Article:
Customary reactions to Sinead O'Connor are nothing if not extreme: an arenaful of boos at a Bob Dylan tribute gig, a fortnight after she shredded a photo of the Pope on TV; placards and picket lines when she vetoed the US national anthem at the start of her concerts; splutterings in the press when she mentioned her abortions, and the abuse she'd suffered at the hands of her mother. So when she walked on stage at the London Forum on Monday to nothing but ecstatic cheers, one had the unsettling feeling that something must have been wrong.

Actually, of course, the reverse was true. O'Connor has come through her recent traumas alive and well, and the loving welcome at this rare concert was, more than anything else, a simple expression of relief. In return, her smile illuminated the building.

Still wearing combat trousers, O'Connor was none the less more Spice Girl than Tank Girl. The former skinhead was sporting a footballer's bob, trainers had replaced Doc Martens, and a halter top showed off stomach muscles that are a distant memory for most mothers of two.

The birth of O'Connor's second child and her own 30th birthday have seen her reach a degree of contentment at last, and her music has adjusted accordingly. Whatever the onstage rant or offstage controversy, her defence has always been that she was only being true to herself: angry Sinead equals angry music. And, while one must be very, very careful before wishing any more troubles on her, this formula means that better life equals worse music. On Monday she played nothing from her first album, The Lion and the Cobra, and she softened up the songs from her second. Mostly she played simple, repetitive ballads, swaddled in thick cello, penny-whistle sounds from a keyboard, and layers of harmony from her four backing singers.

Who would have thought O'Connor would ever be criticised for being too nice and bland? "This Is To Mother You", from her Gospel Oak EP (Chrysalis), was lovely and balming, and "Fire on Babylon", from 1994's Universal Mother, retained its threatening groove, O'Connor's vocals shining a pure white light through the churning murk of the music. Detractors may think she has a big mouth, but no one can deny that the voice which emanates from it has little competition this side of the astral plane. Often, though, this was music to advertise all those not-quite-Guinness beers by. If there's anyone who can rescue Irish folk from its Riverdance-Blarneyland associations, it's O'Connor, but she didn't quite do so on Monday. In the audience, couples hugged each other contentedly, and surely that's the worst reaction she's ever had.

This week's other review is of a gig that took place a week last Friday at the Shepherd's Bush Empire. By rights, it's too far out of date to be included here, but we can make allowances for an event as signifi- cant as a reunion of Talking Heads.

It was an unusual sort of reunion, mind you, in that no member of the band apart from David Byrne attended. The Other Three had their own get- together last year, as the Heads, and maybe it was this event that reawakened Byrne's paternal feelings for the Talking Heads back catalogue, and spurred him to dream up a dazzling reminder of who was in charge of that band, anyway. On his last British tour, in 1994, Byrne was miserly with his old band's songs. This time, he opened with "Once in a Lifetime", and gave us "Take Me to the River" and "Road to Nowhere" later on. The look of the 1994 shows was one of monochrome asceticism. This time, Byrne competed with the visuals of Stop Making Sense, Jonathan Demme's 1984 Talking Heads concert film. His manner was wide-eyed, nervy, a sparrow on a lawn; his couture a shaggy shocking-pink suit, possibly made from the skin of a Sesame Street puppet. "Same as it ever was," indeed.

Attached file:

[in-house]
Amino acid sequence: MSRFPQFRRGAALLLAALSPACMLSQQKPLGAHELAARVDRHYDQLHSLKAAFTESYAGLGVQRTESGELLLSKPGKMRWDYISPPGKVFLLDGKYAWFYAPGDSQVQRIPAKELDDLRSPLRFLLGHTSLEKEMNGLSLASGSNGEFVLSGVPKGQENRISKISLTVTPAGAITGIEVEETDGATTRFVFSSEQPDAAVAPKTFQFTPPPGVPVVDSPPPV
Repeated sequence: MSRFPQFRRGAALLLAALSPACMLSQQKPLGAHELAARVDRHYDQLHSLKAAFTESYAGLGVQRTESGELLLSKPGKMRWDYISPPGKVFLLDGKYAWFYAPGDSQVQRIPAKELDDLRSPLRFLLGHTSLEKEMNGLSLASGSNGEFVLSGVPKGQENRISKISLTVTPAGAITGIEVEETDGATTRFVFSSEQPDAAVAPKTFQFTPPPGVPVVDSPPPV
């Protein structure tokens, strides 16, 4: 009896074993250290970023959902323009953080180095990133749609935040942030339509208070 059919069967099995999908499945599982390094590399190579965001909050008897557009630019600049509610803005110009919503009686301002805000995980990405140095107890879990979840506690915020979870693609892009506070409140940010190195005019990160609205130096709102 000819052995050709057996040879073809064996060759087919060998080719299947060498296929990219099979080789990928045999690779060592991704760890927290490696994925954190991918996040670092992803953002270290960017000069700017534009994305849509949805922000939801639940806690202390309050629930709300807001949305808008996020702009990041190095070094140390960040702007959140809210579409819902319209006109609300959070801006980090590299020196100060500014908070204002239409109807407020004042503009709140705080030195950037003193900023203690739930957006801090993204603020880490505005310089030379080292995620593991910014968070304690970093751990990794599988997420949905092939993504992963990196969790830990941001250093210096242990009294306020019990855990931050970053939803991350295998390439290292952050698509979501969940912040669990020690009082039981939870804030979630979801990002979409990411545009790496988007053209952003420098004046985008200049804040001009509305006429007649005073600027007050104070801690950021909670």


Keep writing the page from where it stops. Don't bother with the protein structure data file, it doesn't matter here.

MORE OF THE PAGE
Maybe Byrne was ready to court comparison with his younger self (he's 45, and could pass for 30) because he knows his current album, Feelings (Luaka Bop), can hold its own against his younger self's material. Each song is a whistle-stop tour of genres, navigated last week by a bassist, a backing singer and two men in keyboard-lined command modules, who turned their hands to steel guitar and live drums when required. "Daddy Go Down" started as a yodelling Appalachian folk song, before heading into jungle territory, then to techno, stopping off for a sampled sitar twang along the way. Is Byrne related to Beck, by any chance? I think we should be told.

The pair don't just share a restive eclecticism, but also a style of showmanship. Both are fond of clockwork-toy dancing, pumping up their own alien geekiness until it reaches the height of cool, and specialising in an exaggerated silliness that would seem horribly contrived if it didn't come from someone who played it absolutely straight.

Byrne begins "Miss America", a loving but unflinching update of West Side Story's "America", by tangoing with his backing vocalist. She wears a papery boiler suit, a feather in her hair and glitter on her face; Byrne, who was born in Scotland, is by this time wearing a kilt. For the chorus, he falls to one bare knee, throws out his arms and lets out an operatic croon, before getting up for a quick Highland Fling.

But even this tour de force was topped by an astonishing rendition of "Psycho Killer". Byrne crept around the stage, covered head to foot in a mask and a bodysuit printed with muscles, veins and bones: to make this costume, it seemed, he had been skinned himself. Same as it ever was? Yes, or better.